So, should I be more troubled that my tax return covers only a cup of coffee, or that a cup of coffee uses up my entire tax return?

Monday, April 10, 2006

All This Talk of Donald Miller

You wouldn't believe how many times I've had people gushing over Donald Miller, author of the admittedly enjoyable Blue Like Jazz. Today, however, I finally crossed over to groupiness. I sum up my devout effusion--my barbaric whomp, if you will--with one sentence from his article "Tolkien Was No Hobbit!"

I’m not trying to sound condescending, which means to talk down to
you.

Ha ha! That's hilarious! I wish I'd thought of it. Mad props to Donald Miller.

Thursday, April 06, 2006

Driving My Wife to Drink

This week marked fifteen years for me and my wife as a couple. And as of this week I can now say that I've driven my wife to drink.

Coffee, that is. Up till now she has resolutely refused to join me in the crack-den of coffee drinking despite all my wooing and enticing, despite the alluring smell of Southern Pecan wafting through the morning air in our house. The best part of my waking up has held no great attraction for her.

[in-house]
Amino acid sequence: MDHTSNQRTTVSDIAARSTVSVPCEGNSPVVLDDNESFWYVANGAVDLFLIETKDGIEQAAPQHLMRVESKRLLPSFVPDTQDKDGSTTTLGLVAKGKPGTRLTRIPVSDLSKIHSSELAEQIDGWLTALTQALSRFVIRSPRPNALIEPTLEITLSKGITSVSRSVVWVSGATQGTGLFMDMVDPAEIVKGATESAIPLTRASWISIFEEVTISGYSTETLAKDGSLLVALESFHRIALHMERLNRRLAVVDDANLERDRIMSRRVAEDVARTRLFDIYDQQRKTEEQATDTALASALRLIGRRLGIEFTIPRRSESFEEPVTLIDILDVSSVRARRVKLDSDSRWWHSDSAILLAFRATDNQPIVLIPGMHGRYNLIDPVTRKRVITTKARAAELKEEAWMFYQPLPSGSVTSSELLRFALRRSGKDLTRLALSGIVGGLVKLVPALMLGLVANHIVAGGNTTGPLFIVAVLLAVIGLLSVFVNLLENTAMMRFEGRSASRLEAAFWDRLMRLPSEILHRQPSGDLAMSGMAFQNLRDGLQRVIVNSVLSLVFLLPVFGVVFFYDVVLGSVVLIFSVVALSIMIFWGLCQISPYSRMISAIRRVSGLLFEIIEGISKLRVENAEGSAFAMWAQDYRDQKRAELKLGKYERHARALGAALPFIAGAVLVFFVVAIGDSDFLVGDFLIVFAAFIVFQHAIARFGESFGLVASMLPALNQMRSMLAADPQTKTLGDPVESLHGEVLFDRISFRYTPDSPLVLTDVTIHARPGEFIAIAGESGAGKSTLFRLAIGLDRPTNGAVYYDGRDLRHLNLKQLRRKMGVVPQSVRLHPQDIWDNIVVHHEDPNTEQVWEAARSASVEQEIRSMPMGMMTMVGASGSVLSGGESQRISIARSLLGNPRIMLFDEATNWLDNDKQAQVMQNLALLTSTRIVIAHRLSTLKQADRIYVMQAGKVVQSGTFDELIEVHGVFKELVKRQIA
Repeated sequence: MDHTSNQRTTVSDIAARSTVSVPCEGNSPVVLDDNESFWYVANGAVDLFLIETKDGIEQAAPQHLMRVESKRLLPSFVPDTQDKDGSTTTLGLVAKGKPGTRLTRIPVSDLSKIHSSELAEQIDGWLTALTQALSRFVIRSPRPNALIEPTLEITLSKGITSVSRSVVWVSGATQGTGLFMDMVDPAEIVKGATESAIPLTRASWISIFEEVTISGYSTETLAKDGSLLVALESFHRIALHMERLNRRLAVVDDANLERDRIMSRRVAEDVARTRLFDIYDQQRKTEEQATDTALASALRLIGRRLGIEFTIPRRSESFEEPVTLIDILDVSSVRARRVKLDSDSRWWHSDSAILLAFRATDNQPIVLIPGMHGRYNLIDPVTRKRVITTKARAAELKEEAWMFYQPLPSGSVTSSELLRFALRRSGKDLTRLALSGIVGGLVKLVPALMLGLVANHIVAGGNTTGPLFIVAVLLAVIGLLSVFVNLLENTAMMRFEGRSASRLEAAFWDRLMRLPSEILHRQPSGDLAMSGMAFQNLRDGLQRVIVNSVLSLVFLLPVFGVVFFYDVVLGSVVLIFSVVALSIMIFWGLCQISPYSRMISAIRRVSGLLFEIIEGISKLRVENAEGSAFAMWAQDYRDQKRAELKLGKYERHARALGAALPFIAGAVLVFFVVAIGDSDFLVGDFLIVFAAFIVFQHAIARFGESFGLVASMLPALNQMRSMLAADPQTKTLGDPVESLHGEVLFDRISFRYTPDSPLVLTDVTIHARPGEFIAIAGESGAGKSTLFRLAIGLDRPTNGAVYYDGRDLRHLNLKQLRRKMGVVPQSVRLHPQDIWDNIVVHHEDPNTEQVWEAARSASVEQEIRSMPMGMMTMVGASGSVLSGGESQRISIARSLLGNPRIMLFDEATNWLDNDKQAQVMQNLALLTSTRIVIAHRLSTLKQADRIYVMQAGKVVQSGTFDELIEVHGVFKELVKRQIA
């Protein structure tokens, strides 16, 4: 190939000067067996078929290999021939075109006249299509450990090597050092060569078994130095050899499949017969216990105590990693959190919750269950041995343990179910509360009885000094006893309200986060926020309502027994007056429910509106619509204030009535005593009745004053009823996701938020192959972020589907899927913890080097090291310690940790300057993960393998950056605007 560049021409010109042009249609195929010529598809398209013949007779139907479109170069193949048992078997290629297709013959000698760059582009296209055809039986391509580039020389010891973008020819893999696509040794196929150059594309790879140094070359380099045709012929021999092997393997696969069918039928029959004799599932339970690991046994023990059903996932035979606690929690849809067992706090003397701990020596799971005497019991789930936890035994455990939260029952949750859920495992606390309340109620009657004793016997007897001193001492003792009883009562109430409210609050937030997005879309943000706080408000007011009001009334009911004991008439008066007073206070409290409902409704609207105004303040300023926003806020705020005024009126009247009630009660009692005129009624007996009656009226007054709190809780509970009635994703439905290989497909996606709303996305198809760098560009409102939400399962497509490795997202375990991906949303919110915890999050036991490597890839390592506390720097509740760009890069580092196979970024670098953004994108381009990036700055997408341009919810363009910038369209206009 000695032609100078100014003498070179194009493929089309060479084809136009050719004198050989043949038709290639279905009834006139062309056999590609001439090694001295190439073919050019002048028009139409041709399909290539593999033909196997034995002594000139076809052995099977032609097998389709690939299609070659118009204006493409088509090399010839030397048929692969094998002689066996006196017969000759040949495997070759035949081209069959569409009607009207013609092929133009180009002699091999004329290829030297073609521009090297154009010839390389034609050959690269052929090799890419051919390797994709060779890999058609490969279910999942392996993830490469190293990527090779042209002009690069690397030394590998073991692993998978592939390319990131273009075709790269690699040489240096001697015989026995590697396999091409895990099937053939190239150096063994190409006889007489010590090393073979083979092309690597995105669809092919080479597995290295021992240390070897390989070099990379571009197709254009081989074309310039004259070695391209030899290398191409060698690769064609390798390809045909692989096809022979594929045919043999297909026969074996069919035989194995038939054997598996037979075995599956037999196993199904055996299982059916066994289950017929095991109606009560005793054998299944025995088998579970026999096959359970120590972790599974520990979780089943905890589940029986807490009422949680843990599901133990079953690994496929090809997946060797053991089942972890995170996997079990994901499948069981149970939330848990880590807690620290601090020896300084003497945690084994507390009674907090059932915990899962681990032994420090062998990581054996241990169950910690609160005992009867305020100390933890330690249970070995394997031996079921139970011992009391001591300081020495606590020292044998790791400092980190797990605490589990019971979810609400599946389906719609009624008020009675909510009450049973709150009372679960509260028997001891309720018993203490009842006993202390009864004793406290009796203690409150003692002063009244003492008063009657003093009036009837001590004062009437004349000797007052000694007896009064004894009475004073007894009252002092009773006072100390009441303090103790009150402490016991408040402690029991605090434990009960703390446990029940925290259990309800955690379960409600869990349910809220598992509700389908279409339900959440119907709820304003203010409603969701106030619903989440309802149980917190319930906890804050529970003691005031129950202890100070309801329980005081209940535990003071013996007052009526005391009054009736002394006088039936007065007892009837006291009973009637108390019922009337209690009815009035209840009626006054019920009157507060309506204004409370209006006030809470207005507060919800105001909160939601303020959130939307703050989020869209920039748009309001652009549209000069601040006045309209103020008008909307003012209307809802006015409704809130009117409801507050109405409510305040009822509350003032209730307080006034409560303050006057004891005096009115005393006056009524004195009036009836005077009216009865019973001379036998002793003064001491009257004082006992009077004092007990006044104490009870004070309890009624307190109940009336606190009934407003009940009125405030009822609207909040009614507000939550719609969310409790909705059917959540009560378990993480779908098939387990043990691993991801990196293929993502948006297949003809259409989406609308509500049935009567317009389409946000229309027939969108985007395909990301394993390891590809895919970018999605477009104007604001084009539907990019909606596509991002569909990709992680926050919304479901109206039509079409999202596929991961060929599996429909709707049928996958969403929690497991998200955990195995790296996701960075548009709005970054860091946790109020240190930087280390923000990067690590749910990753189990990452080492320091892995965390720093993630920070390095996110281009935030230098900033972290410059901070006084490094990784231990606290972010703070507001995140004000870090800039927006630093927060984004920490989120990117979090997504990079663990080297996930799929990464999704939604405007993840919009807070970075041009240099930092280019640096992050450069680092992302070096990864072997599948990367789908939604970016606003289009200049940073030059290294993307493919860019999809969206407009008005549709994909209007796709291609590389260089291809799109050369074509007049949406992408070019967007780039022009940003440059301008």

Until this week, that is. This week a client marched into her office, shoved into her hands a styrofoam cup of 7-11 French Vanilla cappucino mixed with decaf drip-brewed coffee, and ordered her to drink it. She complied, and instantly became a coffee groupie.

Since then she's been to 7-11 several times. I've driven her there once. I'm hoping to raise her standards over time, but at the very least, for our next fifteen years we can exchange the knowing glances that coffee drinkers exchange whenever milk is steamed.

Here's what Robert Banks says in The Complete Book of Everyday Christianity about coffee drinking:
Coffee is more than a beverage. . . . Coffee is a universal language, a
kind of multiracial, multilingual, multicultural Esperanto enjoyed by people
of all ages.

If you're a coffee drinker, please take a moment to welcome my wife into our global village.